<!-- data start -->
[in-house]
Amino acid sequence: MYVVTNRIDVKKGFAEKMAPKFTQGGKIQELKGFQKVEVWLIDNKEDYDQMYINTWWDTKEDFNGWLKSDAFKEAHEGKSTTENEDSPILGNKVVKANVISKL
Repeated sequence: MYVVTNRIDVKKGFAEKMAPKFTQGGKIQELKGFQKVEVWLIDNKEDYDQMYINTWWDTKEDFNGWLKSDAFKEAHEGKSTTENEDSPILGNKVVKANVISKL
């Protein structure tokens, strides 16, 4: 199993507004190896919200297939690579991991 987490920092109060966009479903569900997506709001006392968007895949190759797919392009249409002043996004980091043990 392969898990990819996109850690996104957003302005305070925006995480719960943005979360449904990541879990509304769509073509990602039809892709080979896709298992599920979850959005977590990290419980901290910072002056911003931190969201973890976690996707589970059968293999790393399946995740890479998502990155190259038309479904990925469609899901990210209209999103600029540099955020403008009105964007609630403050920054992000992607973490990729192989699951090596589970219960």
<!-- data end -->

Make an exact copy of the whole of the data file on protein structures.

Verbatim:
[in-house]
Amino acid sequence: MYVVTNRIDVKKGFAEKMAPKFTQGGKIQELKGFQKVEVWLIDNKEDYDQMYINTWWDTKEDFNGWLKSDAFKEAHEGKSTTENEDSPILGNKVVKANVISKL
Repeated sequence: MYVVTNRIDVKKGFAEKMAPKFTQGGKIQELKGFQKVEVWLIDNKEDYDQMYINTWWDTKEDFNGWLKSDAFKEAHEGKSTTENEDSPILGNKVVKANVISKL
């Protein structure tokens, strides 16, 4: 199993507004190896919200297939690579991991 987490920092109060966009479903569900997506709001006392968007895949190759797919392009249409002043996004980091043990 392969898990990819996109850690996104957003302005305070925006995480719960943005979360449904990541879990509304769509073509990602039809892709080979896709298992599920979850959005977590990290419980901290910072002056911003931190969201973890976690996707589970059968293999790393399946995740890479998502990155190259038309479904990925469609899901990210209209999103600029540099955020403008009105964007609630403050920054992000992607973490990729192989699951090596589970219960």